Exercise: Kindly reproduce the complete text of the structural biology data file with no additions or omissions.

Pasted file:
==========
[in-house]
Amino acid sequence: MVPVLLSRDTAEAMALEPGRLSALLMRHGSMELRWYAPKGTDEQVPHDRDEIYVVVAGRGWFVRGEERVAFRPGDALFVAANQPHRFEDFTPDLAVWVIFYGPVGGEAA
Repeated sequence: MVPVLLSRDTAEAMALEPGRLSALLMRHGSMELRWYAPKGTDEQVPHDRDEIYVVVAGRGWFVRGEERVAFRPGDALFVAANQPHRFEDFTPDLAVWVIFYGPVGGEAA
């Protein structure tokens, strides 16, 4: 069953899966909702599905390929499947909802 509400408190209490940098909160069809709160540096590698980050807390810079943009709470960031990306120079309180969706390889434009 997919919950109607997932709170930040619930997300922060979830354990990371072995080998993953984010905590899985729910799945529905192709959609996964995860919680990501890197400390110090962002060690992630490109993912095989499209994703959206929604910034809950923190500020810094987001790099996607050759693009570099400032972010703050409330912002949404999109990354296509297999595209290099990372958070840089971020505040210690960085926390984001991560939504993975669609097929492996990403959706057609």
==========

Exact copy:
[in-house]
Amino acid sequence: MVPVLLSRDTAEAMALEPGRLSALLMRHGSMELRWYAPKGTDEQVPHDRDEIYVVVAGRGWFVRGEERVAFRPGDALFVAANQPHRFEDFTPDLAVWVIFYGPVGGEAA
Repeated sequence: MVPVLLSRDTAEAMALEPGRLSALLMRHGSMELRWYAPKGTDEQVPHDRDEIYVVVAGRGWFVRGEERVAFRPGDALFVAANQPHRFEDFTPDLAVWVIFYGPVGGEAA
């Protein structure tokens, strides 16, 4: 069953899966909702599905390929499947909802 509400408190209490940098909160069809709160540096590698980050807390810079943009709470960031990306120079309180969706390889434009 997919919950109607997932709170930040619930997300922060979830354990990371072995080998993953984010905590899985729910799945529905192709959609996964995860919680990501890197400390110090962002060690992630490109993912095989499209994703959206929604910034809950923190500020810094987001790099996607050759693009570099400032972010703050409330912002949404999109990354296509297999595209290099990372958070840089971020505040210690960085926390984001991560939504993975669609097929492996990403959706057609």